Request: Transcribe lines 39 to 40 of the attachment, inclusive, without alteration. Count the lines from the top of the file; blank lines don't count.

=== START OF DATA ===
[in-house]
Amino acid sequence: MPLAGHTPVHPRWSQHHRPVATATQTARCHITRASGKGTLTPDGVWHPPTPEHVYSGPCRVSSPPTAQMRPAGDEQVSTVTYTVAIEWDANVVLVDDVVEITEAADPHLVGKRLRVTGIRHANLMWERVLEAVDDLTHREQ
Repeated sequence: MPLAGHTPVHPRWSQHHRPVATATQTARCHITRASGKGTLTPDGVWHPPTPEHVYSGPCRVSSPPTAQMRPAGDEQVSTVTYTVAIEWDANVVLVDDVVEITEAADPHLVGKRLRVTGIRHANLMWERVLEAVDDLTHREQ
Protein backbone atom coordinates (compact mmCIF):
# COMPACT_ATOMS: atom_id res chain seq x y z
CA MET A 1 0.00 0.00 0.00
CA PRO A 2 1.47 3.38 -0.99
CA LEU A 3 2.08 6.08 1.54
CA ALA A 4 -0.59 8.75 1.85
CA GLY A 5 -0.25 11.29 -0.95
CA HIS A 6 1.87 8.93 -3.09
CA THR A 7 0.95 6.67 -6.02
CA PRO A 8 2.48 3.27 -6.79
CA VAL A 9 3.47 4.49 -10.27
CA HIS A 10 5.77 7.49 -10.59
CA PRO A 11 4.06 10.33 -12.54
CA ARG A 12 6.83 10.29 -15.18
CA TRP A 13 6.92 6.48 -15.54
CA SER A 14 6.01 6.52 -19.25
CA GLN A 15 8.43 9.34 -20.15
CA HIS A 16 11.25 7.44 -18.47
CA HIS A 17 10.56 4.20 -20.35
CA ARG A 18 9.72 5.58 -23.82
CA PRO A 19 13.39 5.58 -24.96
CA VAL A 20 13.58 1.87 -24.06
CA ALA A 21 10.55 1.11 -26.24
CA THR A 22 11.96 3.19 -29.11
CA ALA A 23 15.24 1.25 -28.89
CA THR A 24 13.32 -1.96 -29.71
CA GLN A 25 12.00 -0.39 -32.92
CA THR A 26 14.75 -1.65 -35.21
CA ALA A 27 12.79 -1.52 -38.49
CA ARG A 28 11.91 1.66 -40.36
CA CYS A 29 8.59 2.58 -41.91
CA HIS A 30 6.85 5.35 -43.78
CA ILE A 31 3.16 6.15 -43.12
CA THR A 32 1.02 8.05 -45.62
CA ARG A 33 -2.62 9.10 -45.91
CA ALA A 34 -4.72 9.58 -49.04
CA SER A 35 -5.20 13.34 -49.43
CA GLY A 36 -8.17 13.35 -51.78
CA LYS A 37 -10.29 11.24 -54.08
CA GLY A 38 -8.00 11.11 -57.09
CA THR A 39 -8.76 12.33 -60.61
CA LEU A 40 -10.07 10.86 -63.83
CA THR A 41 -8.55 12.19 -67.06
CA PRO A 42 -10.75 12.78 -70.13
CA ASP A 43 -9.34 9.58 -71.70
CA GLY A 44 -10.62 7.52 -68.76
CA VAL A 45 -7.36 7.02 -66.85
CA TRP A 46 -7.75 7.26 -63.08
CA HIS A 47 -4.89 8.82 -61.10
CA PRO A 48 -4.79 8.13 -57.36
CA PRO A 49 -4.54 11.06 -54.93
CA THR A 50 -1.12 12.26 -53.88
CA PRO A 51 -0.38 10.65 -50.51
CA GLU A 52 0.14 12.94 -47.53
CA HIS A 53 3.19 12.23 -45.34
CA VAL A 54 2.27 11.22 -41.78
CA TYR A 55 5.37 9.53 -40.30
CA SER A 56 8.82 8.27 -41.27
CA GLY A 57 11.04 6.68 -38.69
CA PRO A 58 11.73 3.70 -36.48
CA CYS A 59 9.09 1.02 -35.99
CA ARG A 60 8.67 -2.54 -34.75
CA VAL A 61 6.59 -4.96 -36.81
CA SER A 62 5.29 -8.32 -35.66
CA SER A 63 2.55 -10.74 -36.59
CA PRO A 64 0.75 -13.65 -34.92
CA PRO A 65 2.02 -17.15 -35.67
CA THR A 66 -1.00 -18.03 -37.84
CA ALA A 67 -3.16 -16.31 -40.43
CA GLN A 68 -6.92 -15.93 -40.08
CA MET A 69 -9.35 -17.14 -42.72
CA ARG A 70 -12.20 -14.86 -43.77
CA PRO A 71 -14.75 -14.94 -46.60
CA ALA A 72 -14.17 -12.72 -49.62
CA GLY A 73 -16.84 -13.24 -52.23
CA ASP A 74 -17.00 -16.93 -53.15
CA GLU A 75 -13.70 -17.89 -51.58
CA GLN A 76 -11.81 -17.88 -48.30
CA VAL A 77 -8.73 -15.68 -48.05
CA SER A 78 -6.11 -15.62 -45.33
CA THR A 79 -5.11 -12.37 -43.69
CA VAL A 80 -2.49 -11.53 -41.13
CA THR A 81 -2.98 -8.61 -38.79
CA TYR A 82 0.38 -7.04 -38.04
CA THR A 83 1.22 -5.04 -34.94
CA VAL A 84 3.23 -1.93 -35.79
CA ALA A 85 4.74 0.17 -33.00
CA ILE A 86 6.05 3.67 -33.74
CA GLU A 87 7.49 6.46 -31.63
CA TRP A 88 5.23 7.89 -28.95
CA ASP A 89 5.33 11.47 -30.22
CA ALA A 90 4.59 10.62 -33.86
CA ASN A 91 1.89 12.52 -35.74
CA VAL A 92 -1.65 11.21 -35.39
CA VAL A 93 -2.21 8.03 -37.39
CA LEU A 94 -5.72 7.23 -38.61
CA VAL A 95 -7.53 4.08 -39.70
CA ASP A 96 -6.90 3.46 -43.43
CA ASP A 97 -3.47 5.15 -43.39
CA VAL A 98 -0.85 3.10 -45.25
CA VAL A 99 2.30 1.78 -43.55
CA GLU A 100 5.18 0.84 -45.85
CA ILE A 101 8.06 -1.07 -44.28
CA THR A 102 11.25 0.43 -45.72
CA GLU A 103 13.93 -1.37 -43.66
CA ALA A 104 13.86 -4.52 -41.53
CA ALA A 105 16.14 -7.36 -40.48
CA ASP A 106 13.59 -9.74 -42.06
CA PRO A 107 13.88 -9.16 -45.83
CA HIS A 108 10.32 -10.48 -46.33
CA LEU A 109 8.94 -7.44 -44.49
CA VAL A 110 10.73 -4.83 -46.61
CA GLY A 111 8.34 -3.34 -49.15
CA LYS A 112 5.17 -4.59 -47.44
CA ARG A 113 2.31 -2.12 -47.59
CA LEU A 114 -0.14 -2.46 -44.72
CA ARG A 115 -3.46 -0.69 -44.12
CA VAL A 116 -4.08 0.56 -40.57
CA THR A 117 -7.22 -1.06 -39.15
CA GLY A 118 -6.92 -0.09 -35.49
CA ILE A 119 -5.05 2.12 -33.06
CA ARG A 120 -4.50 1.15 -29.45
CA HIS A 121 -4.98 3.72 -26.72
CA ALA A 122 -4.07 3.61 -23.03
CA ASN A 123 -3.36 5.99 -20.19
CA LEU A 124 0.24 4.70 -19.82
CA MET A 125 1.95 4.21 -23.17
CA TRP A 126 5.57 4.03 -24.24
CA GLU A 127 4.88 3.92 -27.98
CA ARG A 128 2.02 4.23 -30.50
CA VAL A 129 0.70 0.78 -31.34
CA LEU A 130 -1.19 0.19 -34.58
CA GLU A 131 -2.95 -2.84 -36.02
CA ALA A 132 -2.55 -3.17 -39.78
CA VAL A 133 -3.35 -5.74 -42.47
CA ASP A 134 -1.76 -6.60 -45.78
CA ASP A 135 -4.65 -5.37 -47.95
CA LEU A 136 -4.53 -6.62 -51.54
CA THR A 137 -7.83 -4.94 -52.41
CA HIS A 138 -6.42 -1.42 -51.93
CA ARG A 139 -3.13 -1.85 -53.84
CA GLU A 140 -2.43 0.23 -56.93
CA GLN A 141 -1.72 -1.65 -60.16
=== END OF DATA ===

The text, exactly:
CA ALA A 34 -4.72 9.58 -49.04
CA SER A 35 -5.20 13.34 -49.43